Invoice Financing Meaning
Invoice Financing is a process of financing the short term liquidity needs of a company by using their outstanding invoice dues, which are also called receivables, and such receivables are used to borrow the short term money from a bank or a financial institution.
Types of Invoice Financing
The following are types of Invoice Financing.
- Invoice Factoring
- Invoice Discounting
The major difference between these two types of financing is who (Lender or the company getting the money) is responsible for collecting the payments from the customers.
#1 – Invoice Factoring
This method is used to get the short term money by pledging its receivables to a lender. The lender is responsible for collecting the payments from the customers of the business.
As the lender is responsible for collecting the payments, the fees charged for this type of financing are slightly more than invoice factoring. The fees also include the due diligence charges which the lender does in order to measure the creditworthiness of the customers. Moreover, it is important for the customers to know that their payments will be collected by a third party lender and not the actual company which lends its products/services to its customers.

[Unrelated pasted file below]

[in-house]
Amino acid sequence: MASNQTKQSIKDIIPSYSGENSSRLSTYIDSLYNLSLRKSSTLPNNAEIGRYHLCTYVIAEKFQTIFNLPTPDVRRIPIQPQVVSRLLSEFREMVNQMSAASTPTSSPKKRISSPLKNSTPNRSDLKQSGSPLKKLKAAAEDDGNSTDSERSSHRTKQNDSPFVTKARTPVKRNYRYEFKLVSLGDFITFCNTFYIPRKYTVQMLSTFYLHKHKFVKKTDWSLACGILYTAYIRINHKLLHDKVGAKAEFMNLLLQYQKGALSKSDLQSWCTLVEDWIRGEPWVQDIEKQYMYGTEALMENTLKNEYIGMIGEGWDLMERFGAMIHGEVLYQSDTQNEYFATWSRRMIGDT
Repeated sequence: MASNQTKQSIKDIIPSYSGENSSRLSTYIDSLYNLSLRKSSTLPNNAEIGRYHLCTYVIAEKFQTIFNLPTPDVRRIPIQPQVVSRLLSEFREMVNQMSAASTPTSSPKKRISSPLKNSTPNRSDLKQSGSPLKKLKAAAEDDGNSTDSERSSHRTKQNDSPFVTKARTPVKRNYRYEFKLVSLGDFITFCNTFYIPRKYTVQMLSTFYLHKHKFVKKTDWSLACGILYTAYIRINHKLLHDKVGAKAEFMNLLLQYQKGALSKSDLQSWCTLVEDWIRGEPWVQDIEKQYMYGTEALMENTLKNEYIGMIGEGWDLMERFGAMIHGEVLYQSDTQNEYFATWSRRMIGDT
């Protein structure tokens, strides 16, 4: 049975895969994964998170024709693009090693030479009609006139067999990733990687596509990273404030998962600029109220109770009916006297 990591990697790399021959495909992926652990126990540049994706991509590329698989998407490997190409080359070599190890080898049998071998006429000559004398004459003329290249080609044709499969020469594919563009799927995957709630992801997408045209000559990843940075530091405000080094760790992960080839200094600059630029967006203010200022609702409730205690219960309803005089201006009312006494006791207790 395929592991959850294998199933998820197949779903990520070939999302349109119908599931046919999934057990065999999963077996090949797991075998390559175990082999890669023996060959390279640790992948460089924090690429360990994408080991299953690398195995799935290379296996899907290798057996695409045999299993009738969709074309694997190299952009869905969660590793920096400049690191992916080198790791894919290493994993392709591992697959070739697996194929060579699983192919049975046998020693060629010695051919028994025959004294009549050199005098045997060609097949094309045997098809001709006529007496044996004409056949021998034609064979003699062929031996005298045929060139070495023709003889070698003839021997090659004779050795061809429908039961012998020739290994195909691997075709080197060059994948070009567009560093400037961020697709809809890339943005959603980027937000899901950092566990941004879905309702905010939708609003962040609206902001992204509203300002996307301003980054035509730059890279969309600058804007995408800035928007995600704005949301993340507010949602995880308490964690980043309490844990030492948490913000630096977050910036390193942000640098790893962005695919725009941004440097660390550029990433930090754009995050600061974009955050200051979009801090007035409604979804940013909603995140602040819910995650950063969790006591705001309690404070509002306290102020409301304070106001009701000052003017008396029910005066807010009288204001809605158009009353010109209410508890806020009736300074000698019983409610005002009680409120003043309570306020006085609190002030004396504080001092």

Example of Invoice Factoring
Invoice factoring is the simplest form of financing. It takes place in two stages. In the first stage, the company gets around 80% of its total invoice dues, and then when the entire payments are paid by its customers to the lenders, the lender returns the remaining 20% deducting its fees.
For example, consider company A has receivables of $5000, which is due in 90 days. So company A goes to a bank/financial institution B asking for invoice financing on its receivables and asks for money immediately rather than waiting for 90 days to get the money from its customers. B will check the creditworthiness for A’s customers, and with the due diligence checks, B decides to lend 85%, which is $4250 to A. Once B collects the entire $5000 from A’s customers, B will pay back the remaining 15% by deducting its fees. So B will return $550 to A and getting $200 as fees. So overall, A got to fund its working capital needs quickly without waiting for its customers to pay its money back, and it got charged a fee of $200.
#2 – Invoice Discounting
Here the company which needs the money retains the collection of dues and gets money by showing their invoice dues. As the collection of money is still with the company, the fees charged to fund its short term liquidity needs are slightly lower as compared to invoice factoring. Here there is no due diligence charge because the process of collecting money still lies with the company. Though the lender does check the creditworthiness of the clients, the transaction happens majorly on the reputation and the financial strength of the company.
Example of Invoice Discounting
Here the company asking for money is responsible for collecting the payments from its customers.